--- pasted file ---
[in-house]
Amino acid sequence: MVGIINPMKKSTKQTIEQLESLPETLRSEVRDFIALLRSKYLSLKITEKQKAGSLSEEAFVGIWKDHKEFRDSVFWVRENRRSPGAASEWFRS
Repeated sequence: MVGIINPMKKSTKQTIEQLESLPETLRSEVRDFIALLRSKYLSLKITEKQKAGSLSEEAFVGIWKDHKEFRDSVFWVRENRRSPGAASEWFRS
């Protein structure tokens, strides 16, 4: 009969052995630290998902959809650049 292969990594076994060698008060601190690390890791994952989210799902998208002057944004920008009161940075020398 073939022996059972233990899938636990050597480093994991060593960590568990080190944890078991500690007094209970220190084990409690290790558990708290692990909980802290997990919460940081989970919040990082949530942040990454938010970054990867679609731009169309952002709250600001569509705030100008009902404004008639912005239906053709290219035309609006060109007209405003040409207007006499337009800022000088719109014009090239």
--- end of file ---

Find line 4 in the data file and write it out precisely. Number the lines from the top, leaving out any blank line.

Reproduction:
């Protein structure tokens, strides 16, 4: 009969052995630290998902959809650049 292969990594076994060698008060601190690390890791994952989210799902998208002057944004920008009161940075020398 073939022996059972233990899938636990050597480093994991060593960590568990080190944890078991500690007094209970220190084990409690290790558990708290692990909980802290997990919460940081989970919040990082949530942040990454938010970054990867679609731009169309952002709250600001569509705030100008009902404004008639912005239906053709290219035309609006060109007209405003040409207007006499337009800022000088719109014009090239």